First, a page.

Estado: leído (2012-06-12)
Estudiante(s): Frau, P.
Director(s): Josep Miquel Girart, Beltrán, M. T.
Universidad: Universitat de Barcelona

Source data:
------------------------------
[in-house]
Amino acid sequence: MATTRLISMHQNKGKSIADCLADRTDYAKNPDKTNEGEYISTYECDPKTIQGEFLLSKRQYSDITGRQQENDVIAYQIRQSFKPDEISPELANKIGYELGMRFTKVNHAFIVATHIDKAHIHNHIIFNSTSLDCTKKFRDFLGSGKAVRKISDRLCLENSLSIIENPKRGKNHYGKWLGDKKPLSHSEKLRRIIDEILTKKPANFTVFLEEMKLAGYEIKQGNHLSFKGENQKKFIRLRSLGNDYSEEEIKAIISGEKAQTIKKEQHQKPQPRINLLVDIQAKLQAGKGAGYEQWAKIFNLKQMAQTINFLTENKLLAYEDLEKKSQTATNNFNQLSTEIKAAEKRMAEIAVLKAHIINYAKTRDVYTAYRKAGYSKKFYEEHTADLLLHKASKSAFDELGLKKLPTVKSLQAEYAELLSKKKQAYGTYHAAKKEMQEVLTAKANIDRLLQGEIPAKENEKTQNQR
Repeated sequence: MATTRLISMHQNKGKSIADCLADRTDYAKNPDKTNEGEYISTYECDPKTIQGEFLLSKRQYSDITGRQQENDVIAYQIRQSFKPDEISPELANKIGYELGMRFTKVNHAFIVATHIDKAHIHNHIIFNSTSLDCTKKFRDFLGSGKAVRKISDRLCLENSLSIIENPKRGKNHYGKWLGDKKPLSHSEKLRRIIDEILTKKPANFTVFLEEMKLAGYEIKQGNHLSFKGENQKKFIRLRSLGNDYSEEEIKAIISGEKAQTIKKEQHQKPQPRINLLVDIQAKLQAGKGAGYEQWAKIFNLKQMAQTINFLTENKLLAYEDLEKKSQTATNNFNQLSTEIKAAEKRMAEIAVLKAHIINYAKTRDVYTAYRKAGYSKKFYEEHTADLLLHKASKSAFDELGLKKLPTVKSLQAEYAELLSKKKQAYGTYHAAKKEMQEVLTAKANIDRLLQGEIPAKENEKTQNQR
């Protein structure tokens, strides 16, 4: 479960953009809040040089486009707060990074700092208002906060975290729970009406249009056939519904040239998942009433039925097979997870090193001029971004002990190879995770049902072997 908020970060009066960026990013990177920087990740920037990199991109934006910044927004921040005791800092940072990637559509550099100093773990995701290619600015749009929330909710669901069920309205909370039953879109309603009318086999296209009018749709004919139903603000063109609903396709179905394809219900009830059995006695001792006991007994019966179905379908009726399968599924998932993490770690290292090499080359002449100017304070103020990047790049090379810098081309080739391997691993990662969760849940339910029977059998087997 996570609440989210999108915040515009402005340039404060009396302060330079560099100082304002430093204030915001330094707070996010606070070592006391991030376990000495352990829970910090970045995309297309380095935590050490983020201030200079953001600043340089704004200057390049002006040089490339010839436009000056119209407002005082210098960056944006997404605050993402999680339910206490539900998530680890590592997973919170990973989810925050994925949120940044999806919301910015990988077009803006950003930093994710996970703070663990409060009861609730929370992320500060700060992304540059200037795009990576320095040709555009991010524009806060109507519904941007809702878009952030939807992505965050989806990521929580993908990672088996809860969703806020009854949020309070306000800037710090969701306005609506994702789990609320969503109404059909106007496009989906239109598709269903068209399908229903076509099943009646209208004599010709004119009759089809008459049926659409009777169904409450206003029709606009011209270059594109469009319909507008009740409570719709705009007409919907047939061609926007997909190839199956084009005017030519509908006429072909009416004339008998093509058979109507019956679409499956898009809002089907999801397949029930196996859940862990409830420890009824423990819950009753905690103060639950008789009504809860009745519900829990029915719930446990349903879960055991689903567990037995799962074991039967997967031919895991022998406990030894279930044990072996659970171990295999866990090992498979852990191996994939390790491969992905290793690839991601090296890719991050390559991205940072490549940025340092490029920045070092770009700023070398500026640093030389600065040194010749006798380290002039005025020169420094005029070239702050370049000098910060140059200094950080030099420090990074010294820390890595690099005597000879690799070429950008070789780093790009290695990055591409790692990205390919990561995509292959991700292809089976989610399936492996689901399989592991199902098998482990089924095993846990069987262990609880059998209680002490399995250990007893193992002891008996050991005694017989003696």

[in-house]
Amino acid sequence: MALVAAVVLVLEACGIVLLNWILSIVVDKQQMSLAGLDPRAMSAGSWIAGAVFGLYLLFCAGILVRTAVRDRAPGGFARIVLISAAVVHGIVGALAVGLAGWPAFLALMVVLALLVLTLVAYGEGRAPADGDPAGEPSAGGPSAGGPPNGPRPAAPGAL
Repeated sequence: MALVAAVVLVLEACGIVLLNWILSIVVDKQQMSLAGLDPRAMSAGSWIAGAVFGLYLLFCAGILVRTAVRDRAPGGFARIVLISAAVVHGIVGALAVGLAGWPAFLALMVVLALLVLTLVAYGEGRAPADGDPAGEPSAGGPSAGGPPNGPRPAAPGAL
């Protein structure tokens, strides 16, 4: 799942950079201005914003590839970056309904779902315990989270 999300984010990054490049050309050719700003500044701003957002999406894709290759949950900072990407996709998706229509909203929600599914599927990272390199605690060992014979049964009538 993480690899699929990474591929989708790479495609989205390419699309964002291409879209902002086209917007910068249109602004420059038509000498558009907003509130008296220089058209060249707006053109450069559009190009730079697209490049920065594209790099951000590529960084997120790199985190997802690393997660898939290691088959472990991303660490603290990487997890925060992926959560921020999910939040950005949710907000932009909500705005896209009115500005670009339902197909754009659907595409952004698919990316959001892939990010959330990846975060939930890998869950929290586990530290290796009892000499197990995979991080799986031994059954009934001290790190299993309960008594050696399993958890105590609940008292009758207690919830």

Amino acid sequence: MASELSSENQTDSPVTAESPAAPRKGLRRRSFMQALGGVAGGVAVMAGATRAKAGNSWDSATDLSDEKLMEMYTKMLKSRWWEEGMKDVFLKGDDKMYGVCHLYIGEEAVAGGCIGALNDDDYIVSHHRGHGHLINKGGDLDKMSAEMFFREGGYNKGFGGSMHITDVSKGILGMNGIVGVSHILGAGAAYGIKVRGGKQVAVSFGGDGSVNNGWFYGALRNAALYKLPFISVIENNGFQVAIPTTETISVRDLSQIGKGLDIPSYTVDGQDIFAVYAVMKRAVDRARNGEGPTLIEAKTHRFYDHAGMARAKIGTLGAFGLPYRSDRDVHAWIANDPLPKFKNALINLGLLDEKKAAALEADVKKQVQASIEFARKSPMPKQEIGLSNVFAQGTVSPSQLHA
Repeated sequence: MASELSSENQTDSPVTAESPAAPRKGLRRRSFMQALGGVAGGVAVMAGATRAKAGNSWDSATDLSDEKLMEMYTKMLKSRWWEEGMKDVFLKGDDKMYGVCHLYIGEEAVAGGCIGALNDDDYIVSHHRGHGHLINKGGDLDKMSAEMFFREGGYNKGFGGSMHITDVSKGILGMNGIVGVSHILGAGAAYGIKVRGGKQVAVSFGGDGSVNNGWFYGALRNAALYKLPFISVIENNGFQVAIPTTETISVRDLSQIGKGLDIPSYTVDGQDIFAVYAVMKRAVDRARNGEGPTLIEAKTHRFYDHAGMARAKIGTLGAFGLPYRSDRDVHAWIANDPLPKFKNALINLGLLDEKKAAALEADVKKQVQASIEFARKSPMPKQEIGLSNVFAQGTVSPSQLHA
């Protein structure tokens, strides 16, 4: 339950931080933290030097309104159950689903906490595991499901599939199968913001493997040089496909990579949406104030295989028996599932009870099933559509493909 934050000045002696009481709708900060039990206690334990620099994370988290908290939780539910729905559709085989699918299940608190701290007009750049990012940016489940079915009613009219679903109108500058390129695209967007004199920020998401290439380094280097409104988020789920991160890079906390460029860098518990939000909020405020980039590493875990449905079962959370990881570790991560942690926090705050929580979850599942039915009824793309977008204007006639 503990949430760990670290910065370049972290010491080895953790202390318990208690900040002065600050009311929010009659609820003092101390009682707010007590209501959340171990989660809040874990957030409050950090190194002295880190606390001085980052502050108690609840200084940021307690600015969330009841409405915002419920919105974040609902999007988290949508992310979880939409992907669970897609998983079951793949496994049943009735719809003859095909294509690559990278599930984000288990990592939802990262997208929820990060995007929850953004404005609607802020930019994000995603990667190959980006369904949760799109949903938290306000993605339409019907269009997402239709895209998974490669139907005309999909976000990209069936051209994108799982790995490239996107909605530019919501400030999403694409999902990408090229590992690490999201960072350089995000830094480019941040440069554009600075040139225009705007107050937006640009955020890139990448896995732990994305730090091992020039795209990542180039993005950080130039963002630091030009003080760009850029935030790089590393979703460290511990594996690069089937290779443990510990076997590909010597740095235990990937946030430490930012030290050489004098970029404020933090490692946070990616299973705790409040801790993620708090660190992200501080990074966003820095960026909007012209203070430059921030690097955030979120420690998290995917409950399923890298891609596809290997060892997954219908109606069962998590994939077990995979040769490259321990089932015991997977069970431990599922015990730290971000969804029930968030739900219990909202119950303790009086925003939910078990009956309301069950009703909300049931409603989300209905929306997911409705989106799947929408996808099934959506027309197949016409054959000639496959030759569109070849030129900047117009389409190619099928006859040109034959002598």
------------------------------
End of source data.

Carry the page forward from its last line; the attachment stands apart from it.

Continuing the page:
|The complex interplay among self-gravity, thermal support, turbulence, rotation, and magnetic fields, and ultimately the observable features that arise from them, are not well characterized observationally and, therefore, not well understood theoretically. The fact that the starless cores are diffuse and cold objects, makes them very difficult of observing because their emission is very faint. Our goal in this work is to deepen into the understanding of the formation, survival and evolution of low-mass dense cores. We doubly face this objective since we aim: Firstly, to characterize observationally the physical and chemical properties of magnetized starless dense cores in the earliest stages of evolution to derive the initial conditions for star-formation, and to check whether the magnetic field is playing a role in the evolution of the cores and; Secondly, to compare observations of more evolved Class 0 sources with models of collapse of magnetized clouds to find the most likely initial conditions and dominant physical processes. In order to achieve the first goal, we have selected a sample of starless cores of the Pipe Nebula. This nearby dark molecular cloud complex has a very low star formation efficiency, which makes it an ideal target to study the properties and evolution of pristine starless dense cores. For the second goal, we have selected NGC 1333 IRAS 4A. It is probably the best studied low-mass protostellar dense core, not only through molecular and dust emission, but also through high angular resolution polarimetric observations of the dust emission.|